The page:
It’s interesting to think about the instruments that are listed in our Psalm. It’s a rich variety which I think is intentional on the part of the Psalmist. A tambourine. A harp. Cymbals. Loud crashing cymbals at that.
The Psalmist says that we are to offer our praises to God in a variety of ways.
The Psalmist answers the question of “how.” How? We are to worship with a variety of instruments to help us offer our praises to God.
And the final question. Who? Who is to praise the Lord?
Verse 6 – “Let everything that breathes praise the Lord!” That narrows it down, doesn’t it?
If you have a pulse, then you are welcome to praise the Lord.
Our denomination, the United Methodist Church has a great slogan which you might have seen on TV over the last few years. “The United Methodist Church: Open Hearts. Open Minds. Open Doors.”
Our church is open to all people because God’s invitation is offered to everyone!
Democrats. Republicans. Independents. Undecided. “Let everything that breathes praise the Lord!”
Long time Christian. New Believer. Seeker. Agnostic. “Let everything that breathes praise the Lord!”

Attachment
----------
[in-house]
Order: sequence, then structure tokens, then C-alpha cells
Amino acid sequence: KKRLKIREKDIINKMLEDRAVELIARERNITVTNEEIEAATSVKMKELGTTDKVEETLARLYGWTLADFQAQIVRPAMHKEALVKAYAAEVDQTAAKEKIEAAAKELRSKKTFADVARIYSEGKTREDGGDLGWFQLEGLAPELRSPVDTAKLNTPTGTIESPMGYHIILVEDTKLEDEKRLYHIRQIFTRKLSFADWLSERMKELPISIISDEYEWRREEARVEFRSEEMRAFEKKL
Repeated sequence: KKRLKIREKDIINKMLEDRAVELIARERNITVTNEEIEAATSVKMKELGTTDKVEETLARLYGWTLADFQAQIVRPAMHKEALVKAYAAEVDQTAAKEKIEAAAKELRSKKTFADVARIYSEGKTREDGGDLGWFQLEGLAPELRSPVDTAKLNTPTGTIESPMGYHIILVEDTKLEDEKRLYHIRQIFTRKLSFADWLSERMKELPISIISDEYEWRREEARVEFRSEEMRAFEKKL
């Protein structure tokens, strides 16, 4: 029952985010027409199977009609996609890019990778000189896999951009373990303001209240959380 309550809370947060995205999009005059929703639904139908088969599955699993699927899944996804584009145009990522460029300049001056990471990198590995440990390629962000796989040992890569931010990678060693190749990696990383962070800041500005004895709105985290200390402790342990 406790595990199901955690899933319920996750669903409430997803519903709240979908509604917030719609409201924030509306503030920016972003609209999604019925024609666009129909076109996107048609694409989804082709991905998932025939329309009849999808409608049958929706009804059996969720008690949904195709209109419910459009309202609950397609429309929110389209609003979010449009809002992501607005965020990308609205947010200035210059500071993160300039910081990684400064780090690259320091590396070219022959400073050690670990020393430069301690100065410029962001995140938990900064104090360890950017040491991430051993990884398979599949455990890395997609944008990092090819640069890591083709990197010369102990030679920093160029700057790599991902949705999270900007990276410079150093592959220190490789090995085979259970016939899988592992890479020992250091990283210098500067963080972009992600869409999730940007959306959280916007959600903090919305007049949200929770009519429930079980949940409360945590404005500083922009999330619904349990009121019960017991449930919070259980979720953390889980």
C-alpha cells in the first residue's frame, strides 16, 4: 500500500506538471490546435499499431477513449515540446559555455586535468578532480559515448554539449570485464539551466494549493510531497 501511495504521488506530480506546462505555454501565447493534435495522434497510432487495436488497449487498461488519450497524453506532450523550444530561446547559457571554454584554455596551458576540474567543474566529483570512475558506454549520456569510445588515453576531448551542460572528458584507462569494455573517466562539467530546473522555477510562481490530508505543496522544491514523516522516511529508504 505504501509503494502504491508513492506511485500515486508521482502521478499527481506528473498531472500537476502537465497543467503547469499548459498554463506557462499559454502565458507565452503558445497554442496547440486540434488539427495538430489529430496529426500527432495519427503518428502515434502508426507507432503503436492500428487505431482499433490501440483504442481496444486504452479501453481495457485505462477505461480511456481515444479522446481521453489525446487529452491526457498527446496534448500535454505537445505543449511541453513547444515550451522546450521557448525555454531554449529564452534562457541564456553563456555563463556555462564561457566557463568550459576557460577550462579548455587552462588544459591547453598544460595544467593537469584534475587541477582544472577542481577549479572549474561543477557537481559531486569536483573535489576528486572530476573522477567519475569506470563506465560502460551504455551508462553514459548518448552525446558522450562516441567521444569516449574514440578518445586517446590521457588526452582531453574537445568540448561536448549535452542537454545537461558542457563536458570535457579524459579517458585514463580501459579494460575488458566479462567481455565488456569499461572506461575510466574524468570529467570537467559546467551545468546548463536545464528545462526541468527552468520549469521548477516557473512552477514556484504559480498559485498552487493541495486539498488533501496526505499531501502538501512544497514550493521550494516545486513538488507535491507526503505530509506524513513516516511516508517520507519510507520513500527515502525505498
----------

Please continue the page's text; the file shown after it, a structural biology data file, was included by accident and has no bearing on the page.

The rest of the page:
Senior Citizen. High School Senior. College student. Preschool child. “Let everything that breathes praise the Lord!”
White. Black. Latino. Native American. “Let everything that breathes praise the Lord!”
Rich. Poor. Somewhere in between. “Let everything that breathes praise the Lord!”
Methodist. Pentecostal. Catholic. Non-Denominational. “Let everything that breathes praise the Lord!”
Hymn lovers. Praise Singers. Organists. Drummers. “Let everything that breathes praise the Lord!”
Bobcats, RedHawks, Buckeyes, Nittany Lions. “Let everything that breathes praise the Lord.”
Not too long ago, I was having a conversation with a member of another church and he said to me, “You know how you and I really like it when someone shows their appreciation to us? Now, just imagine how God feels when his people praise him every Sunday in worship.”
One of the last things John Wesley, the 18th century founder of Methodism said before he died was, “I’ll praise my maker while I have breath.” And he did.
I can’t think of a better ending to the Book of Psalms. And it’s a perfect way to end today’s sermon.“Praise the Lord!”
Be Generous with Praise
Small Group Questions
April 10, 2016
This past Sunday, our worship theme centered on Psalm 150 which is a Psalm of praise.
Have someone read Psalm 150 or read it together as a group.
Pastor Robert shared a story about a child who helped her father remember that God was with him at the start of his stressful day.
Share a time when you were having a stressful day and you were reminded that God was with you.
Psalm 150 reminds us to praise the Lord often.
In what ways do you praise the Lord throughout the week?